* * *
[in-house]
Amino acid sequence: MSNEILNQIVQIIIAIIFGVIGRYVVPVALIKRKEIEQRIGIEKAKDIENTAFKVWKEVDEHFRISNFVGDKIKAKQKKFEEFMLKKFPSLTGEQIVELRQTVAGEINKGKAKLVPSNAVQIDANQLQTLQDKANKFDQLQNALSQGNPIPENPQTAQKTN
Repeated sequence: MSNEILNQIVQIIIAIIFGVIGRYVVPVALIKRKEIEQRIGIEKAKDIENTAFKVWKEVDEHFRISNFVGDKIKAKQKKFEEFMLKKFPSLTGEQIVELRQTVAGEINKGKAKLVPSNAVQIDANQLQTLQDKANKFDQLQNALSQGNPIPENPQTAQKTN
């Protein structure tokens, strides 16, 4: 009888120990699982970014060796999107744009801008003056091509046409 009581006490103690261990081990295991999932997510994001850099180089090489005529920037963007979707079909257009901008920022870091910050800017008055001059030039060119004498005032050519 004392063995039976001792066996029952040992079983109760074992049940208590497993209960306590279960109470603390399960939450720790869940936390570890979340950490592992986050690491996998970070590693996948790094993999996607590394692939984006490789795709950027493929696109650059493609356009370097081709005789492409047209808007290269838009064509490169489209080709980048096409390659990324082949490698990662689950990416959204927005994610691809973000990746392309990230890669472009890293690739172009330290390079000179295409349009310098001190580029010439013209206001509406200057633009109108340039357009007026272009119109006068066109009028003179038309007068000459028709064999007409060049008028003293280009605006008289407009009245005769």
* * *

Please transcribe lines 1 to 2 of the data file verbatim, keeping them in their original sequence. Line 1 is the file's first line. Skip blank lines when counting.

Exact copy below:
[in-house]
Amino acid sequence: MSNEILNQIVQIIIAIIFGVIGRYVVPVALIKRKEIEQRIGIEKAKDIENTAFKVWKEVDEHFRISNFVGDKIKAKQKKFEEFMLKKFPSLTGEQIVELRQTVAGEINKGKAKLVPSNAVQIDANQLQTLQDKANKFDQLQNALSQGNPIPENPQTAQKTN